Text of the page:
The 4 Stages of Attending Chapter
Stage 1: Post-Initiation
Once initiated, a JI is introduced to a multitude of new fraternal aspects. These include acceptance by the brothers, knowledge of the rituals and signals, and basic human rights. There’s also the pleasure of enjoying full nights of weekday sleep without being interrupted by blackout fifth years who burst into the room to demand a ride to Whataburger, but moments later pass out in the pledge’s bed and vomit Whataburger all over his pillow as the pledge is getting dressed, because the fifth year is so blackout that he has forgotten that he already ate Whataburger.
One of the other new aspects of post-initiated life is gaining access to chapter. This, like everything else, is exciting to the JI. Oh sweet, naïve, basically-still-as-retarded-as-a-pledge JI. They don’t know any better. As a pledge they most likely spent chapter time doing study hours somewhere. Now they’ve gone from using that time productively to participating in an activity as pointless as a mortician giving a corpse a happy ending. That’s how productive most chapters are, in case any soon-to-be JIs were wondering, about as productive as beating off a dead body.
But even if every single other brother dreads heading to the chapter room, the JI’s excitement will refuse to wane. It’s new! It’s a meeting! It’s democracy! MY VOICE WILL BE HEARD AND IMPORTANT THINGS WILL BE DISCUSSED HERE! Which is half true, if you consider your chapter’s most worthless sophomore complaining about the quality of last week’s chicken sandwiches or the treasurer imploring kids he knows DAMN WELL can afford to pay social fee to actually pay social fee to be important. No JI’s voice will be heard though, unless that voice says, “Hey you guys, as I was walking into chapter I noticed a gaggle of Tri-Delts setting up a blowjob stand outside our house! Dollar blowjobs for all!” Even then, he’ll probably have to say it twice.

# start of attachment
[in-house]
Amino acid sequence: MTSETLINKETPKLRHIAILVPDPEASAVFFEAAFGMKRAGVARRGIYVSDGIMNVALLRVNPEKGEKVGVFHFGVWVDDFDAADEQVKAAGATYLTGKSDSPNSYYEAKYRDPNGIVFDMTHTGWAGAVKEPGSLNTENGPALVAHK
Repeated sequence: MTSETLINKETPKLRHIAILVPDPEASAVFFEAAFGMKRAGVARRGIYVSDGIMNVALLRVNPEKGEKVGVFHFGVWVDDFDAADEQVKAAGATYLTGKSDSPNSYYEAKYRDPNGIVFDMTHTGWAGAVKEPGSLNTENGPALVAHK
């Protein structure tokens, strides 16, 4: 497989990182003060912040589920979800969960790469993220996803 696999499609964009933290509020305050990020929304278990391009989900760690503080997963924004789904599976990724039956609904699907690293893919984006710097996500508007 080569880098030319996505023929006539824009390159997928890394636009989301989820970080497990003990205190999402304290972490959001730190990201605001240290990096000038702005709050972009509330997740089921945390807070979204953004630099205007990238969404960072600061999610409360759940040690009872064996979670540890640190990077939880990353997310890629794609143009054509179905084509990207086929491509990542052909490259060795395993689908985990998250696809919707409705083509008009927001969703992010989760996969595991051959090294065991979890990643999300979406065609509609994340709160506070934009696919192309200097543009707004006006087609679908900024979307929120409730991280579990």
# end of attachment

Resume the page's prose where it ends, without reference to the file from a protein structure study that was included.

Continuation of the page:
Stage 2: A Brother’s First Position
This happens when a brother is a sophomore and is given his first position in the fraternity. It’s usually something pointless and barely necessary, like chapter historian. But don’t tell this guy that, because to him chapter historian is tantamount to being that centuries old knight guarding the Holy Grail in Indiana Jones and the Last Crusade. I AM THE KEEPER OF HISTORY!
If the house caught on fire this guy would try to pull a Dolley Madison and save the portrait of the chapter’s founding father, except he would probably die in that fire. Hey chief, no one cares if you save a painting of man who was once known to his peers as “toe dick.”
This is the guy that’s going to give updates at chapter like, “Great party last weekend guys, I know we all raged pretty hard. Wanted you guys to know that I took a lot of great pictures and they’re up on our Facebook page so you guys can all check them out.” Moments after that worthless update the historian will have his soul crushed when the president berates him for posting two hundred pictures so incriminating that even NBA players would be disgusted.
Despite the fact that most of his pledge brothers, already by their sophomore year, have developed a severe hatred for chapter meetings (see Stage 4), this guy still clings to that initial enthusiasm. It’s because having something new to do at chapter, and feeling important at chapter, reinvigorates his enthusiasm for the meetings.